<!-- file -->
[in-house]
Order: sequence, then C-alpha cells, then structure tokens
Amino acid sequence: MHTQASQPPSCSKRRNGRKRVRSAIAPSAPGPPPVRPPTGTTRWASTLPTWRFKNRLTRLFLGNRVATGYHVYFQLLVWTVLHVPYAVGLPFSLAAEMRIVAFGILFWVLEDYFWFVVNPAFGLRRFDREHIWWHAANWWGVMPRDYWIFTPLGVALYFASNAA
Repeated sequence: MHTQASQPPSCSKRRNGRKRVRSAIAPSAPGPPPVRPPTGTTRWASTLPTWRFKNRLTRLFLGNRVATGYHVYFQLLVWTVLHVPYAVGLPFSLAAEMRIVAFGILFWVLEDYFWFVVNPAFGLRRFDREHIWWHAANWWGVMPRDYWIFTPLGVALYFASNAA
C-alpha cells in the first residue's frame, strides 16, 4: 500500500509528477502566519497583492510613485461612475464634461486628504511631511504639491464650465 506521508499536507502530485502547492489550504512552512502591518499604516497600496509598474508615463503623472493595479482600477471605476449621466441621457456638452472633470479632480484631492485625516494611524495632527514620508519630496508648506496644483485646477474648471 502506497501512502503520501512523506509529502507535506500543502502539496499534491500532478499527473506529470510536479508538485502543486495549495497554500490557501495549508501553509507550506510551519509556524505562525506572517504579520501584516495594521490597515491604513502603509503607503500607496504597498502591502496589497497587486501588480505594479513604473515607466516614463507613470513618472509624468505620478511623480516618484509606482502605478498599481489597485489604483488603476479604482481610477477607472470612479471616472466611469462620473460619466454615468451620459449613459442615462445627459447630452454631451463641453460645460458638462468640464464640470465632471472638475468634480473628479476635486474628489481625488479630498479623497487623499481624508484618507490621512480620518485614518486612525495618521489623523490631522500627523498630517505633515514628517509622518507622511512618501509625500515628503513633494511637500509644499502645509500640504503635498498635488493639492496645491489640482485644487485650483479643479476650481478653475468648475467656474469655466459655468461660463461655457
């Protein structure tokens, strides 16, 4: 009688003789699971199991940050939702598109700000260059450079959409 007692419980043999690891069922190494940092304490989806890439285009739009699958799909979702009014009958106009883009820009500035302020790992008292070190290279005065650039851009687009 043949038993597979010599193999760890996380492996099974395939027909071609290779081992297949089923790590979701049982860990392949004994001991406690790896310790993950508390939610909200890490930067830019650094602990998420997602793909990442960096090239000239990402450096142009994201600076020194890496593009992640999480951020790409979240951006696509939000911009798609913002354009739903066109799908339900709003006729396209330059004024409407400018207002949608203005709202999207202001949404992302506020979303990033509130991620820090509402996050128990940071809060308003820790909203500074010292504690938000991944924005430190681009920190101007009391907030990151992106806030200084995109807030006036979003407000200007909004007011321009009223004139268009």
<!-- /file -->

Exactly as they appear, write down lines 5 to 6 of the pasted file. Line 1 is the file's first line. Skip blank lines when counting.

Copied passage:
C-alpha cells in the first residue's frame, strides 16, 4: 500500500509528477502566519497583492510613485461612475464634461486628504511631511504639491464650465 506521508499536507502530485502547492489550504512552512502591518499604516497600496509598474508615463503623472493595479482600477471605476449621466441621457456638452472633470479632480484631492485625516494611524495632527514620508519630496508648506496644483485646477474648471 502506497501512502503520501512523506509529502507535506500543502502539496499534491500532478499527473506529470510536479508538485502543486495549495497554500490557501495549508501553509507550506510551519509556524505562525506572517504579520501584516495594521490597515491604513502603509503607503500607496504597498502591502496589497497587486501588480505594479513604473515607466516614463507613470513618472509624468505620478511623480516618484509606482502605478498599481489597485489604483488603476479604482481610477477607472470612479471616472466611469462620473460619466454615468451620459449613459442615462445627459447630452454631451463641453460645460458638462468640464464640470465632471472638475468634480473628479476635486474628489481625488479630498479623497487623499481624508484618507490621512480620518485614518486612525495618521489623523490631522500627523498630517505633515514628517509622518507622511512618501509625500515628503513633494511637500509644499502645509500640504503635498498635488493639492496645491489640482485644487485650483479643479476650481478653475468648475467656474469655466459655468461660463461655457
């Protein structure tokens, strides 16, 4: 009688003789699971199991940050939702598109700000260059450079959409 007692419980043999690891069922190494940092304490989806890439285009739009699958799909979702009014009958106009883009820009500035302020790992008292070190290279005065650039851009687009 043949038993597979010599193999760890996380492996099974395939027909071609290779081992297949089923790590979701049982860990392949004994001991406690790896310790993950508390939610909200890490930067830019650094602990998420997602793909990442960096090239000239990402450096142009994201600076020194890496593009992640999480951020790409979240951006696509939000911009798609913002354009739903066109799908339900709003006729396209330059004024409407400018207002949608203005709202999207202001949404992302506020979303990033509130991620820090509402996050128990940071809060308003820790909203500074010292504690938000991944924005430190681009920190101007009391907030990151992106806030200084995109807030006036979003407000200007909004007011321009009223004139268009």